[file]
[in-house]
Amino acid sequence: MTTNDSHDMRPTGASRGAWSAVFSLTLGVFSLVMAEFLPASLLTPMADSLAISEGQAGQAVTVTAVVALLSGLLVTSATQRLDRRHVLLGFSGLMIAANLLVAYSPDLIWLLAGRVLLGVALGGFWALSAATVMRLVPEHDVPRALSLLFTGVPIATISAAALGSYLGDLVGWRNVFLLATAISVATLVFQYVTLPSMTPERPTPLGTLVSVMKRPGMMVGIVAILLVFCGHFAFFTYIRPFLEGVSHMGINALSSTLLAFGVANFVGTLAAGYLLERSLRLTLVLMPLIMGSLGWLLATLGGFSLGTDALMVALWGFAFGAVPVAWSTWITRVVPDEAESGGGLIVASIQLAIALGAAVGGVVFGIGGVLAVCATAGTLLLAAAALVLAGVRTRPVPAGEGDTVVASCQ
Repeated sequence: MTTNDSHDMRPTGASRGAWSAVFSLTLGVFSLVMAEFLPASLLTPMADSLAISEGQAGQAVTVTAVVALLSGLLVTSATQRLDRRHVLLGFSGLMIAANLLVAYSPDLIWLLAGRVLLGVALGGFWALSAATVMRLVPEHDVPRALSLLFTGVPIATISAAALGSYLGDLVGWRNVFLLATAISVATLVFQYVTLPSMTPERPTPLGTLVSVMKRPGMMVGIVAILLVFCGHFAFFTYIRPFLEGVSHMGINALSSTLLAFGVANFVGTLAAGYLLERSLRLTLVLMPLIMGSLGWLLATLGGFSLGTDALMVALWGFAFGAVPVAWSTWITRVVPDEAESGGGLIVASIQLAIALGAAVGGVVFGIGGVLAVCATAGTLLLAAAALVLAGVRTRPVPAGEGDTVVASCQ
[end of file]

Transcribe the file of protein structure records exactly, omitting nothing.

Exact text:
[in-house]
Amino acid sequence: MTTNDSHDMRPTGASRGAWSAVFSLTLGVFSLVMAEFLPASLLTPMADSLAISEGQAGQAVTVTAVVALLSGLLVTSATQRLDRRHVLLGFSGLMIAANLLVAYSPDLIWLLAGRVLLGVALGGFWALSAATVMRLVPEHDVPRALSLLFTGVPIATISAAALGSYLGDLVGWRNVFLLATAISVATLVFQYVTLPSMTPERPTPLGTLVSVMKRPGMMVGIVAILLVFCGHFAFFTYIRPFLEGVSHMGINALSSTLLAFGVANFVGTLAAGYLLERSLRLTLVLMPLIMGSLGWLLATLGGFSLGTDALMVALWGFAFGAVPVAWSTWITRVVPDEAESGGGLIVASIQLAIALGAAVGGVVFGIGGVLAVCATAGTLLLAAAALVLAGVRTRPVPAGEGDTVVASCQ
Repeated sequence: MTTNDSHDMRPTGASRGAWSAVFSLTLGVFSLVMAEFLPASLLTPMADSLAISEGQAGQAVTVTAVVALLSGLLVTSATQRLDRRHVLLGFSGLMIAANLLVAYSPDLIWLLAGRVLLGVALGGFWALSAATVMRLVPEHDVPRALSLLFTGVPIATISAAALGSYLGDLVGWRNVFLLATAISVATLVFQYVTLPSMTPERPTPLGTLVSVMKRPGMMVGIVAILLVFCGHFAFFTYIRPFLEGVSHMGINALSSTLLAFGVANFVGTLAAGYLLERSLRLTLVLMPLIMGSLGWLLATLGGFSLGTDALMVALWGFAFGAVPVAWSTWITRVVPDEAESGGGLIVASIQLAIALGAAVGGVVFGIGGVLAVCATAGTLLLAAAALVLAGVRTRPVPAGEGDTVVASCQ